These thoughts were floating around in my head as I read Gladys Taber's February entry in The Book of Stillmeadow. I reminded myself of Gladys. She isn't afraid to note her shortcomings either. Gladys and I are rather anachronisms in these times of everyone putting their best face forward on social media. No little foibles show up there!
I never have been adept at focusing opera glasses. Just as I get the right end to my eye, and screw the things up, whatever I am viewing moves away and I only see blurs and table legs.and
I always mean to file my sheets according to size, but they never get filed correctly. The twin size play hide and seek with me every week at Stillmeadow, where we have all sizes of beds and all kinds of sheets. Flushed and unhappy, I am always lugging piles of the wrong size up and down stairs.When her companion Jill says that "this is the time of year to reorganize everything in terms of what is oftenest used." Gladys admits that
She is certainly right, and if I were an organizing person I should instantly wrestle with the jammed-up china cupboards and pack up those dishes never picked up except to dust. ... The trouble is that as I pick up a cracked ironstone plate, I get to admiring the glaze and the way the edge is scalloped, and I think it is nice to look at with the candlelight glimmering on the soft finish - and back goes the plate in the same old spot.Gladys talks about the seed catalogues that overflow the mailbox this time of year. I remember reading that sentiment often in the past ten to twenty years, but now I never hear anyone talking or writing about it. That must be because we can order online now. I'm also lucky that my favorite, local-ish company offers its seeds in my Co-op store. But I do miss the days of a pile of catalogues to look through.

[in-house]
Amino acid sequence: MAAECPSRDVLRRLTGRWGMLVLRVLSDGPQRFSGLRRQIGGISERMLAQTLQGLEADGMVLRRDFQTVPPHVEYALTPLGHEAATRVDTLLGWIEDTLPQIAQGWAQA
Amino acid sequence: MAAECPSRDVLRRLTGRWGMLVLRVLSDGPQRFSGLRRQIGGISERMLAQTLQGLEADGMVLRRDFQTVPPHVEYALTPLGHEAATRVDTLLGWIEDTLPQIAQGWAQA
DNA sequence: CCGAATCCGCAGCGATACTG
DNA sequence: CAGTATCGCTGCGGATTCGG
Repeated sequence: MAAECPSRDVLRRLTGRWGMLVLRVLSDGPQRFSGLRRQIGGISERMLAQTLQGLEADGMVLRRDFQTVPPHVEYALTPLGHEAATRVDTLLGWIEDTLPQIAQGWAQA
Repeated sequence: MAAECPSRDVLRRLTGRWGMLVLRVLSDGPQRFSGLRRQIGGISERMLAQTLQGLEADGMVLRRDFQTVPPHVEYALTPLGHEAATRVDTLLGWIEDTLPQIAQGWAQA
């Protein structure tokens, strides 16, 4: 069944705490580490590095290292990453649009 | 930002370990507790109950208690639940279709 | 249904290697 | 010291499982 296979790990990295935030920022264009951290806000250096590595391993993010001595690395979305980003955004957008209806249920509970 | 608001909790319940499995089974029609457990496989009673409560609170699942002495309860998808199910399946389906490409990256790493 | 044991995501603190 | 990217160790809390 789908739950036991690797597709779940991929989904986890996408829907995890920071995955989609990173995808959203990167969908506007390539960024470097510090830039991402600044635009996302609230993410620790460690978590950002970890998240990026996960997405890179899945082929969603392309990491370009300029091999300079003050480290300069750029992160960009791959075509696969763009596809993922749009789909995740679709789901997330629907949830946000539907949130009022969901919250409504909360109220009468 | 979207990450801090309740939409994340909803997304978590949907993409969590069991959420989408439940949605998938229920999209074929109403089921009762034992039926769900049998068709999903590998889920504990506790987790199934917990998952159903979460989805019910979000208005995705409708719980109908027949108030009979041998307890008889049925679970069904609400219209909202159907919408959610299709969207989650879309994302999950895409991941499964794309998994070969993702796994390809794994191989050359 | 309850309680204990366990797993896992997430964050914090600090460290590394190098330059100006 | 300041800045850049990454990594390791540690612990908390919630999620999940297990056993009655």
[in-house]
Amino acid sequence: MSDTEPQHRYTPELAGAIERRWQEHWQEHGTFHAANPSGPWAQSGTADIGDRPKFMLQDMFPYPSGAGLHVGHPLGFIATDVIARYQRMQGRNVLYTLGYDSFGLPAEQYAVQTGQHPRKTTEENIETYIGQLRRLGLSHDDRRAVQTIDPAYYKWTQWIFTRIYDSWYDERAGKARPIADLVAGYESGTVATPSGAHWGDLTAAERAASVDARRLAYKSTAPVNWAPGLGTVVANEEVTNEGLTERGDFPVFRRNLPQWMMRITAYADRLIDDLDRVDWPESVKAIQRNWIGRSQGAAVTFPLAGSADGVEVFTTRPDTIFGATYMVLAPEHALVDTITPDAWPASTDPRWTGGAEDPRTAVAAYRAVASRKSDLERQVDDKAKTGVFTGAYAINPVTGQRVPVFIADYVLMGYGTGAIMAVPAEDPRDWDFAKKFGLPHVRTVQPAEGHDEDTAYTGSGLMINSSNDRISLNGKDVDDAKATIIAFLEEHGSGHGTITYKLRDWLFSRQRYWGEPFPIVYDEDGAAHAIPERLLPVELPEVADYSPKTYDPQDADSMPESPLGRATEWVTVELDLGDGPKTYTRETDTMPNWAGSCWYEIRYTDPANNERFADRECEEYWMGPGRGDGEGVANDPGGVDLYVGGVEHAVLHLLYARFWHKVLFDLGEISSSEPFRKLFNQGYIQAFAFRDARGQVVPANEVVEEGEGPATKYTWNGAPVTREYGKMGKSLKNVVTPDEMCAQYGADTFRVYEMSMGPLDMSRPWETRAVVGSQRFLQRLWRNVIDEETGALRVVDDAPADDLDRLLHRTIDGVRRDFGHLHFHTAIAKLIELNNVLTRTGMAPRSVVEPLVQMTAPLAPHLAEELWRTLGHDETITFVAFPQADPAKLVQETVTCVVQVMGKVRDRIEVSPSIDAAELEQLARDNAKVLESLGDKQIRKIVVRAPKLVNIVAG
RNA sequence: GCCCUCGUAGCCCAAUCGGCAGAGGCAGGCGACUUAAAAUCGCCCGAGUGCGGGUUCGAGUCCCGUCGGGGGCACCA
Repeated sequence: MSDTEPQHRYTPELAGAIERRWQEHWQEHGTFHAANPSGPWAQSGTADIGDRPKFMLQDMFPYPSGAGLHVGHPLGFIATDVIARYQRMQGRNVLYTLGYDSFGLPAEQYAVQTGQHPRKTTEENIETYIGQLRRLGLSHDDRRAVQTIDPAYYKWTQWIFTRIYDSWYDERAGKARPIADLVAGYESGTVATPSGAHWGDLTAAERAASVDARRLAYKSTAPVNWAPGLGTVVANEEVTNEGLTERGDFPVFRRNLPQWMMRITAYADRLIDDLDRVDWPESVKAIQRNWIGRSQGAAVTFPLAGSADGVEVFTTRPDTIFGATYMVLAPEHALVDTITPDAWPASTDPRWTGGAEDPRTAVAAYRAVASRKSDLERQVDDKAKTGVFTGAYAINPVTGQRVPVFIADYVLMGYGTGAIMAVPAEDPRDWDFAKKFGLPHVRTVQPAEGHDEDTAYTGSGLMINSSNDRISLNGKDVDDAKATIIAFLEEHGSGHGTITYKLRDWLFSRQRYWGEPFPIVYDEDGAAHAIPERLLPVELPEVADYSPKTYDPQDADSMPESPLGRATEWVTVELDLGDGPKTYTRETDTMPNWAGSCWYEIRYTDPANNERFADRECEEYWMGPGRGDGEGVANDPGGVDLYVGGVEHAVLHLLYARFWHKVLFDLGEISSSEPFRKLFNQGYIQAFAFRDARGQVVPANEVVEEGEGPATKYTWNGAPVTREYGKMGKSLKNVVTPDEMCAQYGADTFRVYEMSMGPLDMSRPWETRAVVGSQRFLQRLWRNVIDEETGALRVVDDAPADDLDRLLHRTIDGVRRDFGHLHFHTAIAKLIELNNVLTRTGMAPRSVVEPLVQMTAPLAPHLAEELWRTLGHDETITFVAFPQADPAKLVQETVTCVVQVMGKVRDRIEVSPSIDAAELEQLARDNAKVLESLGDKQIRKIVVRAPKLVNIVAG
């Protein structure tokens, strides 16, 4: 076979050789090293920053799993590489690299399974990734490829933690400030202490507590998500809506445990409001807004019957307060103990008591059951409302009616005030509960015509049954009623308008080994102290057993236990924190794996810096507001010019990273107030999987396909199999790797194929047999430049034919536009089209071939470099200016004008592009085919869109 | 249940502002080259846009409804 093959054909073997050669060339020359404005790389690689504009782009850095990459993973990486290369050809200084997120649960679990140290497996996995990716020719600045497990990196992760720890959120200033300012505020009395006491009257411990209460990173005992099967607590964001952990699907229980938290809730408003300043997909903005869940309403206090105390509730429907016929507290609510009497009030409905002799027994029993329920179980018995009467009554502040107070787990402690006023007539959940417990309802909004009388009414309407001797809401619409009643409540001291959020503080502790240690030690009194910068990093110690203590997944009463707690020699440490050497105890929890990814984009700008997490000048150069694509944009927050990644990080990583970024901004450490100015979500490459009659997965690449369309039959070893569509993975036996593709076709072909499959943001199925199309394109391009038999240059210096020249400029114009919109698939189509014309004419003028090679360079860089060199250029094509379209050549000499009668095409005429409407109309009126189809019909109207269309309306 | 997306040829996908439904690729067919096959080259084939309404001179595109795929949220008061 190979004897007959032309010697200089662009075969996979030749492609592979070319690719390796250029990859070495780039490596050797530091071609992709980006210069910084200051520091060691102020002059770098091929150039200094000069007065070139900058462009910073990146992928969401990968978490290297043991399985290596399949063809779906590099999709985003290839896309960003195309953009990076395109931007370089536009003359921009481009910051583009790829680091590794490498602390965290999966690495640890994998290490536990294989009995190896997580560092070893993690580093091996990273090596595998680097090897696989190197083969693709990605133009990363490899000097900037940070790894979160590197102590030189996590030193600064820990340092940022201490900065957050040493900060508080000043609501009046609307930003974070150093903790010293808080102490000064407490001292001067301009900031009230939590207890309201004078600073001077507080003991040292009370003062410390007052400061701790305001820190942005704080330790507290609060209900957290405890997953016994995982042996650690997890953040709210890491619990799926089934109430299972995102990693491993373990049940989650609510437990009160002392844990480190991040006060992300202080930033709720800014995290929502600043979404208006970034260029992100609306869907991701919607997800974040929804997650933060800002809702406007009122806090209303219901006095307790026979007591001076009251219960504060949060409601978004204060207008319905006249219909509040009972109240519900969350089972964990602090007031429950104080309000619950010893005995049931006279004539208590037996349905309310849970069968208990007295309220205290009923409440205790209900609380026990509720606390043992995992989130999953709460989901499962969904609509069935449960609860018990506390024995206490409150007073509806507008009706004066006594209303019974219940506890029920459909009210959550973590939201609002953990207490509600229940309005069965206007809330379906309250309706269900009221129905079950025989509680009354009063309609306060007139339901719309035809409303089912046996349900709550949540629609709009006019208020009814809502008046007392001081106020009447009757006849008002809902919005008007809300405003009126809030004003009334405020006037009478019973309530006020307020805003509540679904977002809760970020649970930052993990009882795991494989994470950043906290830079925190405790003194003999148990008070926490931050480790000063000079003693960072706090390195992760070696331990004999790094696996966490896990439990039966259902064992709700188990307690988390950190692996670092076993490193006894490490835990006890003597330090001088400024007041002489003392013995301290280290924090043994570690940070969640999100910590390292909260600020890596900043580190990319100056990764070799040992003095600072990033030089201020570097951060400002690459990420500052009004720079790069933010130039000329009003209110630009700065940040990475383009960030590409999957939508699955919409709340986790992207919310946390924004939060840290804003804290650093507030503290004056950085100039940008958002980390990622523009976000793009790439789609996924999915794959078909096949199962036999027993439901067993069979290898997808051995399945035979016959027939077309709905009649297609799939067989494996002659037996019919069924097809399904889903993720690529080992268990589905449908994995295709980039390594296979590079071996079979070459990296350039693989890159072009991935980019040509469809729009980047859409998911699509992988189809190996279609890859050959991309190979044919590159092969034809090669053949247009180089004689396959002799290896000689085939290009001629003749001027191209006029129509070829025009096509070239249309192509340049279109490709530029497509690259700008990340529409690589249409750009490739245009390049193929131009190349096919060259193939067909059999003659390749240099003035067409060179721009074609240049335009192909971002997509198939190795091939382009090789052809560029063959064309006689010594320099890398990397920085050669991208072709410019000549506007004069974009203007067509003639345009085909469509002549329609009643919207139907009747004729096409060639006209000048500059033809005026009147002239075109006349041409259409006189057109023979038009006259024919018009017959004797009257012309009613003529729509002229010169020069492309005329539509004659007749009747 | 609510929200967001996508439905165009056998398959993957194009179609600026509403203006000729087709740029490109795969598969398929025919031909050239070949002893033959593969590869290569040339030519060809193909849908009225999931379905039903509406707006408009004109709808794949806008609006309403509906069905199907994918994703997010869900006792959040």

There's never so fair a garden as the one that grows during a blizzard - on the colorful pages of the seed books. ... Nothing ever comes up and looks like any picture.A quote I used once here is from this book, as she writes of the brightness of the February sun. I say frequently during the month that there is no sun in any month that can match it. Is it because we have been starved for the sun from November through January? The sun, even when it comes out in those dark months tends to be rather weak. Welcome, but not startling beautiful. The February sun tells us that spring is coming regardless of the temperature or the snow on the ground.
After Valentine's Day we can really feel that winter is on the downgrade. A few more blizzards, perhaps, but definitely March will arrive. There will be a certain day when the air comes in over the hills with a different feeling. It's an intangible thing, known only to folks who have had hard winters, and it is exciting and wonderful. One morning you poke your nose out and you know all of a sudden that there will be another spring. You smell it in the air, and no matter how deep the snow is, you think nothing of it. You dash out without your arctics and Mackinaw and catch a raging cold, but no matter - spring is coming! Tallyho!And thus, Gladys ends this month's entry.